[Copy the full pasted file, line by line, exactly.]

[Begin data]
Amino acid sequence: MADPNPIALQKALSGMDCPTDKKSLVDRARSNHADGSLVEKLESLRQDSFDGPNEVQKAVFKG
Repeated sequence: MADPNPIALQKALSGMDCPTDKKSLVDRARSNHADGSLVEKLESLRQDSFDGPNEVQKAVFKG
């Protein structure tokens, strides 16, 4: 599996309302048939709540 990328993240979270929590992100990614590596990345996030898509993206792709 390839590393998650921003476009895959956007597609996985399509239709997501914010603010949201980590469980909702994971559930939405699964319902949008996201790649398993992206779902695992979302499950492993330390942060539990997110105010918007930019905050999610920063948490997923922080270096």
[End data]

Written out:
Amino acid sequence: MADPNPIALQKALSGMDCPTDKKSLVDRARSNHADGSLVEKLESLRQDSFDGPNEVQKAVFKG
Repeated sequence: MADPNPIALQKALSGMDCPTDKKSLVDRARSNHADGSLVEKLESLRQDSFDGPNEVQKAVFKG
């Protein structure tokens, strides 16, 4: 599996309302048939709540 990328993240979270929590992100990614590596990345996030898509993206792709 390839590393998650921003476009895959956007597609996985399509239709997501914010603010949201980590469980909702994971559930939405699964319902949008996201790649398993992206779902695992979302499950492993330390942060539990997110105010918007930019905050999610920063948490997923922080270096």